By the retirement age of 65, only Worker D—who both saved early and maximized his tax-deferral benefits—has accomplished his goal. By waiting too long to start saving, Workers A and B fell woefully short, with Worker A only making it about halfway to his goal. Worker C, who started early but did not take advantage of tax-deferred accounts, came close but did not quite meet his goal.

The ultimate impact of maximizing the two tools mentioned above is to lower the required return on retirement assets, generally meaning that less risk needs to be accepted in order to meet retirement goals.

Required Return

Worker D can meet his retirement goal with an average annual return of just above 6%, while Worker A would need more than double the annual return. That can’t be achieved without accepting a significant amount more risk, which puts Worker A behind the eight ball from the start.

In a low-return investing environment, retirees simply cannot afford to squander the opportunities that are afforded them. Harnessing the exponential power of compound interest and of tax-deferral is absolutely essential in order to avoid the disastrous retirement outcomes that so many media pundits have predicted.

Other Considerations

While starting early and maximizing tax advantages are the most important tools, there are other considerations that can make a difference on the periphery. When managing retirement investments, regularly rebalancing a portfolio to ensure consistency of asset allocation can dramatically decrease the volatility of a retirement account.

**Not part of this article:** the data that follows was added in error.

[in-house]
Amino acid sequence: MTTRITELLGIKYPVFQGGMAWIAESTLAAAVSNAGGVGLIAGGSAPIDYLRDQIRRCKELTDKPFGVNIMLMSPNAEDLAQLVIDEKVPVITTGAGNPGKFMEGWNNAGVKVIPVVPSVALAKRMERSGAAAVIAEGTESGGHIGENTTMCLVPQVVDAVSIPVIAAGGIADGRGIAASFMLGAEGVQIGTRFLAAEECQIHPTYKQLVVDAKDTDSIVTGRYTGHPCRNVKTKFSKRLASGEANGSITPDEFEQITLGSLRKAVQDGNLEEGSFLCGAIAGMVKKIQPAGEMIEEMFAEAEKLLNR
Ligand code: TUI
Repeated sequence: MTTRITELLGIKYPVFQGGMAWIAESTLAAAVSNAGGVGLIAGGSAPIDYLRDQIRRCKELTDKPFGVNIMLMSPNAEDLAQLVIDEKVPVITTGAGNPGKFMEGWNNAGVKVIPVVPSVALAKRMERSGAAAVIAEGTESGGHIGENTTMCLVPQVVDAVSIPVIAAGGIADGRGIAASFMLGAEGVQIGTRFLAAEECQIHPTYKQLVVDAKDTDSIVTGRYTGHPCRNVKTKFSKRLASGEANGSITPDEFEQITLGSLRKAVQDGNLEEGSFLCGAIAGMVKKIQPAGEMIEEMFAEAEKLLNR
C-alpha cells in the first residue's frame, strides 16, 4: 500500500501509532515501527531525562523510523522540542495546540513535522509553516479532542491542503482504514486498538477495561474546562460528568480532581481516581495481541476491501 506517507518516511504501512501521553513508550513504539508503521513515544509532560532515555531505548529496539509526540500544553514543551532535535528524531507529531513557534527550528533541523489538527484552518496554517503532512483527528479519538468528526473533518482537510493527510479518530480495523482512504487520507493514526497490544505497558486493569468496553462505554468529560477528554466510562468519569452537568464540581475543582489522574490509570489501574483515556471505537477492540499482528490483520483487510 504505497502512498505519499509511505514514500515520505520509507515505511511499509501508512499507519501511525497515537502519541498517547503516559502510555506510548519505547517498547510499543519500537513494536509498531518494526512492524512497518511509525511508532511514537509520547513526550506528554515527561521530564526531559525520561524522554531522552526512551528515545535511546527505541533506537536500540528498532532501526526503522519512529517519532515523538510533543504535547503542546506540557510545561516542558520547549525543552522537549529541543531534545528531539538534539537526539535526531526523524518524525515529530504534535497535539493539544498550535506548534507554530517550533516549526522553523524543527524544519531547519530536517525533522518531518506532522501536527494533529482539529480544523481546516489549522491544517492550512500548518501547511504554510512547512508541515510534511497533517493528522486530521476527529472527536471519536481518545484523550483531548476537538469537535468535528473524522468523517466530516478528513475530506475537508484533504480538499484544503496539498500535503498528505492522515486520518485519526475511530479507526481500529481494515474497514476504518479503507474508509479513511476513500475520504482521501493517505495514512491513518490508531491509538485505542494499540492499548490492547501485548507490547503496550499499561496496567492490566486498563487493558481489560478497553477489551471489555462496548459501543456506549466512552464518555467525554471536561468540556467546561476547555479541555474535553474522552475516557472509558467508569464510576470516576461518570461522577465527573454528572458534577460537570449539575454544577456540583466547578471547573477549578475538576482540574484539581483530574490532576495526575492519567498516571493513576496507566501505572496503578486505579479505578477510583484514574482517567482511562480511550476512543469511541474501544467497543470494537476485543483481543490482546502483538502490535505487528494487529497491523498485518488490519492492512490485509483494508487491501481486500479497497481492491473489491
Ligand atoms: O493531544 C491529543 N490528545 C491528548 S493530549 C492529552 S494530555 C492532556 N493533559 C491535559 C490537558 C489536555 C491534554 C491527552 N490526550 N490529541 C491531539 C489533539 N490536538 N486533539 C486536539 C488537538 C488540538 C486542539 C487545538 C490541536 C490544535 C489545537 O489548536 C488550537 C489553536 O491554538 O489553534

Furthermore, “asset location” strategies can improve on the benefits available from tax-advantaged retirement accounts. By placing different types of investments in different types of accounts, an asset location strategy aims to take advantage of intricacies in the tax code to further improve risk-adjusted returns.

It is important to recognize that while tax-deferred retirement accounts do delay the tax bill until retirement years, all taxes on IRA or 401(k) withdrawals will be charged at ordinary income rates, rather than at favorable long-term capital gains rates. Therefore, to the degree possible, long-term investments which can be expected to generate capital gains (like growth stocks) should be kept in taxable accounts, while tax-inefficient investments (like bonds) should be held in tax-deferred retirement accounts.

The benefits from rebalancing and “asset location” strategies may not be nearly as substantial as the two primary strategies mentioned above, but for a nation facing a retirement “time bomb”, every little bit counts.

Nearly every development in the retirement world over the last two decades has had the impact of placing more of the burden on the employee, rather than the employer. This new responsibility can be intimidating, and it’s clear that many workers have shied away from that responsibility, waiting or hoping for a magical government policy to rescue their retirements for them. But magical thinking is neither realistic nor necessary; the retirement “crisis” is, in large part, a self-inflicted wound for American workers.

By taking a series of simple steps, a happy and prosperous retirement is still well within reach. Define your goals, start saving early, take advantage of tax-deferred accounts, and you’ll be well on your way.